Domain shifts. We assume to have data , where is the input data and is the target data. A domain is a distribution over assigning each pair a probability . A domain shift is a change from to . We measure the magnitude of the domain shift by a distance between the distributions and . We consider four types of domain shifts (Kouw and Loog, 2019; Wouter, 2018; Webb et al., 2018; Gama et al., 2014; Widmer and Kubat, 1996):
Prior shift (small domain shift): is changed to , while stays the same. For example, when new classes are considered (typical case in few-shot learning): and .
Covariate shift (large domain shift): is changed to , while stays the same. For example, when new inputs are considered, which occurs when going from color to grayscale images, using a new measurement device, or looking at traffic data from different continents: and .
Concept shift: is changed to , while stays the same. For example, when including new aspects changes the decision boundaries: and .
General domain shift: domain shift between to . For example, going from Imagenet data to grayscale X-ray images (typical case in cross-domain datasets).
Domain shift for images. We consider the special case that the input is an image. In general, domain shifts can be measured on the raw image distributions e.g. by using the -divergence (Ben-David et al., 2010). However, distances between raw image distributions were shown to be less meaningful in computer vision tasks than abstract representations of deep neural networks (Heusel et al., 2017; Salimans et al., 2016). We approximate the distance between the joint distributions by the distance between the marginals , which is exact in the case of the covariate shift for certain choices of , like e.g. the Jensen-Shannon divergence. For the distance between the marginals we use the Fréchet Inception Distance (FID; Heusel et al., 2017), which has proven reliable for measuring performance of Generative Adversarial Networks (Goodfellow et al., 2014).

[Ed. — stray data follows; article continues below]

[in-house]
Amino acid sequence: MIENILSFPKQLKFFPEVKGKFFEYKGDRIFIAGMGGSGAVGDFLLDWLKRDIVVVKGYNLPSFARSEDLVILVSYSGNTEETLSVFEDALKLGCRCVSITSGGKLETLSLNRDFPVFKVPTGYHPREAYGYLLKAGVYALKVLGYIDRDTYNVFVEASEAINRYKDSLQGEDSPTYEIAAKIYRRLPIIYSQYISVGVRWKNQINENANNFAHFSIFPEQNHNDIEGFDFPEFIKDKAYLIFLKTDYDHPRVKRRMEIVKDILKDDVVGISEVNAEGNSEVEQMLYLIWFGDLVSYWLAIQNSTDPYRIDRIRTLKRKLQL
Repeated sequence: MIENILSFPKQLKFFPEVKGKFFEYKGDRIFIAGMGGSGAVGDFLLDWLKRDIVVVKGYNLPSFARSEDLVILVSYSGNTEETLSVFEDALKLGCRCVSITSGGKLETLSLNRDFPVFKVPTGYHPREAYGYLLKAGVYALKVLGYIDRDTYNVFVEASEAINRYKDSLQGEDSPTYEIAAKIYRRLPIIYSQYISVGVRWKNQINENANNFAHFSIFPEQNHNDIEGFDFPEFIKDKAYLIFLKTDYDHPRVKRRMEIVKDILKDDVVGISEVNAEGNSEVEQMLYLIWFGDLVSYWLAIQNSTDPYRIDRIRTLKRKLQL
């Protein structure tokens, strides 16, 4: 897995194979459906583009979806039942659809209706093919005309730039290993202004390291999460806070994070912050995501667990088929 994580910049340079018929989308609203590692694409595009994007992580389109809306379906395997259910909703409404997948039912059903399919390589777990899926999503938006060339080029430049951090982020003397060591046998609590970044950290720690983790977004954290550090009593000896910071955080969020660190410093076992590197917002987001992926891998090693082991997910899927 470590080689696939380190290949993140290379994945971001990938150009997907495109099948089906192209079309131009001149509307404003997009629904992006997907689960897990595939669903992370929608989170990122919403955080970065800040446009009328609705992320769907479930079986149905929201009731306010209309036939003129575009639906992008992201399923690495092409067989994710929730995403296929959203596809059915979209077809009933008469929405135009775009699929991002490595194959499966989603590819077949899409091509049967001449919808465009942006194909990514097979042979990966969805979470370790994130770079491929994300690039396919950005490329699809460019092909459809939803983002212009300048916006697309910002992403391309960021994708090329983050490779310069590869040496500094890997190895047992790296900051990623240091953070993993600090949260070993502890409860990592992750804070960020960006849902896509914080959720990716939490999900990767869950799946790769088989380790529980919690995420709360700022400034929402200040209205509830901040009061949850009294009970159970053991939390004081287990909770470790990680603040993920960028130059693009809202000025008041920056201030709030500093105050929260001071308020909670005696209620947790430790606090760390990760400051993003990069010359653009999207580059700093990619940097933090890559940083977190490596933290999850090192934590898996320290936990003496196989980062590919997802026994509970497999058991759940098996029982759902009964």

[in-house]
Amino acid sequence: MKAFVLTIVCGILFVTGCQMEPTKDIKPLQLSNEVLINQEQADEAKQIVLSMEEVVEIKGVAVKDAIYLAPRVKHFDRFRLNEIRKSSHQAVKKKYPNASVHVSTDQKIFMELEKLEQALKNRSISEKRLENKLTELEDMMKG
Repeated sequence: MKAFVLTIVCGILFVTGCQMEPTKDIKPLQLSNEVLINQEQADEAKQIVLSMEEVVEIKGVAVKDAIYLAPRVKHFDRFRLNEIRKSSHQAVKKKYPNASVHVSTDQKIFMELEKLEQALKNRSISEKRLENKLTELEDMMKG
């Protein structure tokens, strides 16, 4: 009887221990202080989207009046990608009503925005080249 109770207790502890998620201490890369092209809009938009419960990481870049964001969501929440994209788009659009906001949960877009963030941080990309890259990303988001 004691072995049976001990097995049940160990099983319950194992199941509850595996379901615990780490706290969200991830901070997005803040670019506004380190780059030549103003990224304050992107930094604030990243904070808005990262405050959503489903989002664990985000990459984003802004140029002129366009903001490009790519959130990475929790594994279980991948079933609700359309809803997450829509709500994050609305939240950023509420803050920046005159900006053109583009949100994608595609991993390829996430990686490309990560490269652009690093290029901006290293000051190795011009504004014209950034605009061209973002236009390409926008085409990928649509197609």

Cross-domain few-shot learning. Large domain shifts lead to inputs, which are considerably different from the original inputs. As a result, the model trained on the original domain will not work anymore on the new domain. To overcome this problem, domain adaptation techniques are applied (Pan and Yang, 2009; Ben-David et al., 2010). Domain adaption can be achieved in several ways, e.g. by reweighting the original samples (Jiayuan et al., 2007). Another possibility is to learn a classifier in the new domain. Domain adaptation where in the new domain only few data is available (Ben-David et al., 2010) which can be used for learning is called cross-domain few-shot learning (Guo et al., 2019; Lu et al., 2020; Tseng et al., 2020). In an -shot -way few-shot learning setting, the training set (in meta learning also called one episode) consists of samples for each of the classes.